A friend tells me that 50% of schoolgirls in a local primary school have been raped. That is, girls aged from 6-14. Elsewhere, it’s 70% of the girls. I’ve yet to find numbers on the boys. Of the over 5,000 cases still to be tried from Kenya’s Post-Election Violence in 2007-8, not a single one focuses on rape. Rape does not exist as a political crime in Kenya. Nor is it considered a crime of ethnic violence.
World AIDS Day intersects with 16 Days Against Gender Violence, which runs from November 25 to December 10, Human Rights Day. Day-Days-Day. Something about this triad gives me pause. I am struck by the ostensible optimism of day as opposed to night—the sense of revelation, of light, of comfort. And also the controlled duration of “day,” especially here in the tropics where time divides neatly into 12 hours of day and 12 of night. It is a needed optimism.
Time bleeds during prolonged gender violence. Many of these girls are raped as they walk home from school, during the day. Others, and perhaps the same ones, as they try to live—to perform chores outside, to use external toilets, to visit friends. At night and during the day. The distinction we’d like to offer, the hope that “day” provides relief from “night,” feels much too elusive. Is, in fact, much too elusive. Time extends and fractures in ways we can neither map nor comprehend when we experience violence.
Now is always much too long.
What is World AIDS Day for those whose rape by familiars and intimates is habitual, even expected? Does World AIDS Day name an inevitable future? A still-unknown present?
The theme for this year’s 16 Days Against Gender Violence is From Peace in the Home to Peace in the World: Let’s Challenge Militarism and End Violence Against Women! This theme should remind Kenyans of the intimate connection among domestic, national, and international violence, streams that loop into and reinforce each other. It should remind us that we do a terrible job of protecting those we deem most vulnerable. It should also remind us about those not deemed important enough to be deemed vulnerable, those whose rapes we deem inevitable.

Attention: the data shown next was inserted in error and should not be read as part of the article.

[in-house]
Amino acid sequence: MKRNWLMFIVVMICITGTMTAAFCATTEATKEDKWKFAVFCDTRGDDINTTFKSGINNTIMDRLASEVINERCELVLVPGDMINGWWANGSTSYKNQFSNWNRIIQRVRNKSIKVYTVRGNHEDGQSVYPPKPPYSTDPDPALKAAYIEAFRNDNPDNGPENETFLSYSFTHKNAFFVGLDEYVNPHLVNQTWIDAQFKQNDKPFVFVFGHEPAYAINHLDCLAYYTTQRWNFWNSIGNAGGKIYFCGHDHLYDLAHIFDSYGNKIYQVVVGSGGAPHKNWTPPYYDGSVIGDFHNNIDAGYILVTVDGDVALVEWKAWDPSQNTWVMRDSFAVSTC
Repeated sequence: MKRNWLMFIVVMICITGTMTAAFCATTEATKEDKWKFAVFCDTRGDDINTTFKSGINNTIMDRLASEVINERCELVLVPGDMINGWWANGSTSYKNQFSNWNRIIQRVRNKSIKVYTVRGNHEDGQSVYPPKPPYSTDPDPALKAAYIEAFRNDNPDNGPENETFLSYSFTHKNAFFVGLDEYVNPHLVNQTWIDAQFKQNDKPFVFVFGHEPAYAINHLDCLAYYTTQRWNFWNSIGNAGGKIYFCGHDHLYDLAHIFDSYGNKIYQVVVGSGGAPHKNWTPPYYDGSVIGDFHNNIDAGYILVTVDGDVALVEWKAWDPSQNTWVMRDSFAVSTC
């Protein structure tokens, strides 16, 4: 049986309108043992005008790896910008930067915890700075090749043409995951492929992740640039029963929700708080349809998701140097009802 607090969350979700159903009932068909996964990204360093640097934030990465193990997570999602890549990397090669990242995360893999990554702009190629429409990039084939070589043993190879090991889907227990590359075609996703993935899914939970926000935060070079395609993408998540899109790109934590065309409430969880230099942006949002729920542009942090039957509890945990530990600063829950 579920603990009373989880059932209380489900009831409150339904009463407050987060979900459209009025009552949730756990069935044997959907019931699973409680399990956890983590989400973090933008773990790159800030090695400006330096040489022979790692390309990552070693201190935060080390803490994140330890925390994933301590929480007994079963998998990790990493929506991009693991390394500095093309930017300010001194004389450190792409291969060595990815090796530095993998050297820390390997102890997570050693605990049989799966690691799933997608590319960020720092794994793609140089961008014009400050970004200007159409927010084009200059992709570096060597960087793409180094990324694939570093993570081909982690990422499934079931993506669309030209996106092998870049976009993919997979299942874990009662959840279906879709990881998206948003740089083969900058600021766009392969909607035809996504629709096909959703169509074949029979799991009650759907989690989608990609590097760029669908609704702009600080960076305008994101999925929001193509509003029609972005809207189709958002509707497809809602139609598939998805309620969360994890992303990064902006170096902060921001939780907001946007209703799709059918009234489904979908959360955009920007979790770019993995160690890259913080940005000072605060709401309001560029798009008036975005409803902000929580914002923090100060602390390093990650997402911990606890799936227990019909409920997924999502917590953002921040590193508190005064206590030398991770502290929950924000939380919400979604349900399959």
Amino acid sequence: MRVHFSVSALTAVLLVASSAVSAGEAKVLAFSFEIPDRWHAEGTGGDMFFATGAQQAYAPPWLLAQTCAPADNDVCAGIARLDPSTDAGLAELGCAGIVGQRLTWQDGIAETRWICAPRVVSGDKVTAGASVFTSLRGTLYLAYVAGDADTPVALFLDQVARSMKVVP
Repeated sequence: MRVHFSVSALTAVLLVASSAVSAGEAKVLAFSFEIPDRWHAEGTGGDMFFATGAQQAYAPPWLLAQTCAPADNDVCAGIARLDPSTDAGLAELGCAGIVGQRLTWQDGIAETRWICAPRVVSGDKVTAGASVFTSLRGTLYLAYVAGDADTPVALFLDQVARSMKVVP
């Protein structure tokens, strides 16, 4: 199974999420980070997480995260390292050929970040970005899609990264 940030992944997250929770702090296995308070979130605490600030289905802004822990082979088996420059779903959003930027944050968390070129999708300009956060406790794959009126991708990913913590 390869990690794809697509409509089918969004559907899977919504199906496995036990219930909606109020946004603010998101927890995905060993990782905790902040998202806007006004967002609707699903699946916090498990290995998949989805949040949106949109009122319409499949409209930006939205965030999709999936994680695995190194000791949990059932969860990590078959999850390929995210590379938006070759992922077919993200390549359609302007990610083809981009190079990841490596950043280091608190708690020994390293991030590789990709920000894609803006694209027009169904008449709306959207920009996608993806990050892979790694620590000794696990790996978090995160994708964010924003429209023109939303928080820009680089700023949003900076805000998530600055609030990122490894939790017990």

Prime Minister Raila Odinga’s article for World AIDS Day notes the high prevalence of infection among the young, stating, “HIV prevalence among girls aged 15-19 years is six times that of men in the same age group.” He argues,
Overall, our young population remains exceedingly vulnerable, regardless of gender. Today, over 60 per cent of new HIV infections are among young people aged 15 to 35 years.
What these statistics show is that we still have a huge challenge protecting our female citizens and our youth from HIV.
This prevalence is worsened by the fact that the informal sector, which produces 25 per cent of Kenya’s Gross Domestic Product, and where the youth form the majority, is loosely coordinated when it comes to HIV prevention, care and treatment.
This sector does not have the workplace HIV programmes available to those in formal employment. The nature of the work in this sector means the entrepreneurs and workers are often hard to reach. They thus miss out on educational and health interventions on HIV-Aids.
Taken together, pediatric infections, high HIV-Aids prevalence among women, girls, youth and problems of providing care to those in the informal sector means we are far from being safe from the ravages of the disease.
By targeting women, youth and the informal sector, HIV-Aids continue to manifest a capacity to wreak havoc on our economy by crippling our most active population and sector. (my emphasis)
What does it mean to render HIV/AIDS agential? What does it mean to view those in economically precarious situations, note the numbers of high infections among them, and then worry that HIV/AIDS weakens the country’s economic potential? What is erased in this elaborate shuffling of cards?
No doubt there are many answers.
Here’s one: the girls aged 6-14 who are raped as they walk to and from school. The girls 6-14 who are raped when they go home, as they run errands, as they play with friends. The girls 6-14 who learn to accept rape as a form of social protection. The girls 6-14 who develop into the young women aged 15-19 with incredibly high rates of HIV/AIDS.
Rape is not inevitable.
HIV/AIDS is not inevitable.